To borrow heavily from Nathan’s post (see the original for more from the Buddho-blogosphere):
Tom Armstrong has a fascinating post examining the languaging on homelessness in a newsletter for a branch of Loaves and Fishes in Sacramento. The newsletter opens with a quote from Buddhist teacher Jack Kornfield, and then goes on to make a decidedly Christian statement about homeless people:
They may look like humble clay as they trudge along 12th Street towards Loaves & Fishes but the stress of shared homelessness cracks open their humanity and gives us glimpses of the spark of divinity within them.
Tom goes on to comment, “Catholics, like other Christians, see people as essentially sinful. The Buddhist view is the opposite: People are essentially noble and good.”
Check out the whole article for more; it’s worth looking at partly because I think some convert Buddhists, who were immersed in Christian traditions before becoming Buddhists, really struggle to flip over the narrative that people are “sinful by nature.”
The ‘sinful by nature’ language is definitely a turn-off for many converts in the West to Buddhism. And like Nathan (in his comment on Tom’s blog), I too missed the subtle spin given to the original story by L&F.;
But here’s the basic idea: In Jack Kornfield’s story, the clay/muck statue which was so-so symbolized us in our daily lives. The golden Buddha within it represents us at our fullest potential, our awakened nature.
On the other hand:
In the Catholic L&F; version via Tom’s post, the clay/muck statue represented ‘certain of our clients… but the stress of shared homelessness cracks open their humanity and gives us glimpses of the spark of divinity within them.’
It’s subtle, but the twist seems to be that while Kornfield was suggesting we see the inner Awakened Nature hidden within each of us, the L&F; message is that we might see beyond our human nature to our ‘spark of divinity.’
Awakened Nature… Spark of Divinity
Are they the same? Are they different? Are they both the same and different? Are they neither the same nor different? (basic Buddhist logical categorization)
I think it’s number 3: both the same and different. Why?
Awakened Nature in Buddhism and the Spark of Divinity in Christianity are the same because both demand that we look beyond our narrow (egocentric) visions of ourselves. Both push us instead toward a unifying aspect of ‘us’ – the ‘us’ that is awake, just like everyone else, and the ‘us’ that is a part of and one with God, just like everyone else.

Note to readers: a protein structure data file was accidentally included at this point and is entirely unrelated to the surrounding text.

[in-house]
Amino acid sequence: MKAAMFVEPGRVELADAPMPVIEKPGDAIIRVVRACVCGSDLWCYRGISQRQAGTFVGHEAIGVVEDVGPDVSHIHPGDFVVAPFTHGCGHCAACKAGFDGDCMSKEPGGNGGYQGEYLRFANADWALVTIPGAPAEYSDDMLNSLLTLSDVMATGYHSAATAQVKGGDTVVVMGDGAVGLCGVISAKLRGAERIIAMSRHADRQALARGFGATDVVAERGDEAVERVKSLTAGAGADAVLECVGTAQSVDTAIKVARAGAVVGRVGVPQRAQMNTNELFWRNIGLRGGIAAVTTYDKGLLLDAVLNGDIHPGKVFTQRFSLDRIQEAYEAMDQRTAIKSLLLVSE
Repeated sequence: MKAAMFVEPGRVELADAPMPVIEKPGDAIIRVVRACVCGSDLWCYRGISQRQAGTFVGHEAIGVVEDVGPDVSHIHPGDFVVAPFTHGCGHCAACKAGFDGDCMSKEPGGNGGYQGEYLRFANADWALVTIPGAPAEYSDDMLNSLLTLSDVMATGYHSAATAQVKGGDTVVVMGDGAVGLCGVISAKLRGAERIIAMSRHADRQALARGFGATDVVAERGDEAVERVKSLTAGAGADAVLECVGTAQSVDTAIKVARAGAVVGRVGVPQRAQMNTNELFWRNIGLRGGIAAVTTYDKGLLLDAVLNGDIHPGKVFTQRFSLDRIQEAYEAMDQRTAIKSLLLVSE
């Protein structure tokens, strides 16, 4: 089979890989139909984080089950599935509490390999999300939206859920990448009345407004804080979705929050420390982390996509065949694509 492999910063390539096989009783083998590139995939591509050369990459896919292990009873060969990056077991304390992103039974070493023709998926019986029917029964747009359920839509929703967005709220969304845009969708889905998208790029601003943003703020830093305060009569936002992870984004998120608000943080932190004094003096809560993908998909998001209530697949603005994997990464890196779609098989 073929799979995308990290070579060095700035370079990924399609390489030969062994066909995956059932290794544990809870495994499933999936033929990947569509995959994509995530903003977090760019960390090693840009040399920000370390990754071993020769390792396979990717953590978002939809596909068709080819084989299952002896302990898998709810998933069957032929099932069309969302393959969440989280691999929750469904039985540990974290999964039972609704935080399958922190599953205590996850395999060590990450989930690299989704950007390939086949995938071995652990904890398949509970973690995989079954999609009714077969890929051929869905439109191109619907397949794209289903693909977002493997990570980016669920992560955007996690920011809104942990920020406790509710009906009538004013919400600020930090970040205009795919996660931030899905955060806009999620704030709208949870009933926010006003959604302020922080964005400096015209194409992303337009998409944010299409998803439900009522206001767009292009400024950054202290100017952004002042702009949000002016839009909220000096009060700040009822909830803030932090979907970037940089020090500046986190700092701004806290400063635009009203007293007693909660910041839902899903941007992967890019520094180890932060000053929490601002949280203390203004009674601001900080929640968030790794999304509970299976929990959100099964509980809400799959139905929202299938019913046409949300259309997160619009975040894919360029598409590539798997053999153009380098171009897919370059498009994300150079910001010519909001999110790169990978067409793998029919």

Each thus provide for an alleviation of suffering in one who is trapped in selfish and superficial clinging/aversion. Each too points to a wisdom that is beyond our ignorant (sinful?) knowledge of things as they are.
Awakened Nature is different from the Spark of Divinity for many reasons, context and historical traditions among them. But in particular is the drive in (mainstream) Catholicism and Christianity toward ‘other power’ – that is surrendering yourself to another force in the Universe for salvation. This does occur in Buddhism as well, and has historically been very popular in China after the 6th century and Japan some centuries later. However, most Buddhist traditions subscribe to some form of ‘self power’ – the notion that we and we alone are responsible for our eventual awakening. So the idea of a ‘divinity’ within us that is found under stress is naive at best, escapist and delusional at worst.
Just how you understand all of this should be a matter of your own practice, be it Christian or Buddhist. One of my dear Catholic friends once told me that in Christianity, humanity is fundamentally sinful, but even more fundamentally pure. I think he might have gotten that from Tony De Mello (book links below), himself influence by Hinduism and Buddhism. And my own knowledge of Catholicism is that it is very diverse; many Catholics have far more in common with H.H. the Dalai Lama than they do with H.H. the Pope.
And, as mentioned, many Buddhists would perhaps agree in some sense with the L&F; spin on Kornfield’s story; that our ‘humanity’ is but clay encasing our divine/Buddha nature. Humanity in early Buddhism is the most favorable realm of the ‘sense-realm’ to be born into (better than gods, animals, etc); but it is not the BEST rebirth = so called ‘once returners’ will be born in the ‘form realm’ of purity before rebirth, and those who awaken under the Buddha will not be reborn at all. So we should not get too caught up in our humanity and all its foibles.
A LOT of Buddhism and Catholicism aims to make us see the foibles of our ‘human condition’ (be-it sinful or ignorant) and to work toward its alleviation. The vehicles are certainly different, true. And at times even contradictory, yes. But even different schools of Buddhism, or different teachings within schools might be seen as contradictory.
In Contradictions is the Light…
But when we find these contradictions, they might just be a call to look deeper. One of my teachers expressed the notion of ‘views’ very well with a figure of a pyramid or triangle. We get stuck to ‘views’ on one edge or the other, but it’s only in the middle (when we let go) that we can move upward toward Truth. And guess what – when people on the ‘other side’ do the same, we both end up at the same place.
Of course that doesn’t mean that our views must all be let go of. Sometimes (oftentimes) we need them to function in life and to work toward positive change in the world. And it’s not to say that all views have some inherent dignity or truth. Like ‘flat-earthers’ or Sarah Palin about pretty much everything; some things simply don’t relate to reality on any level.
When it comes to the ‘fundamental’ meaning of Catholic wisdom or most Buddhism, I simply cannot say I know. That is for you to seek for yourself.
Be diligent in your path. Be Wise. But don’t be narrow.
BOOKS by De Mello: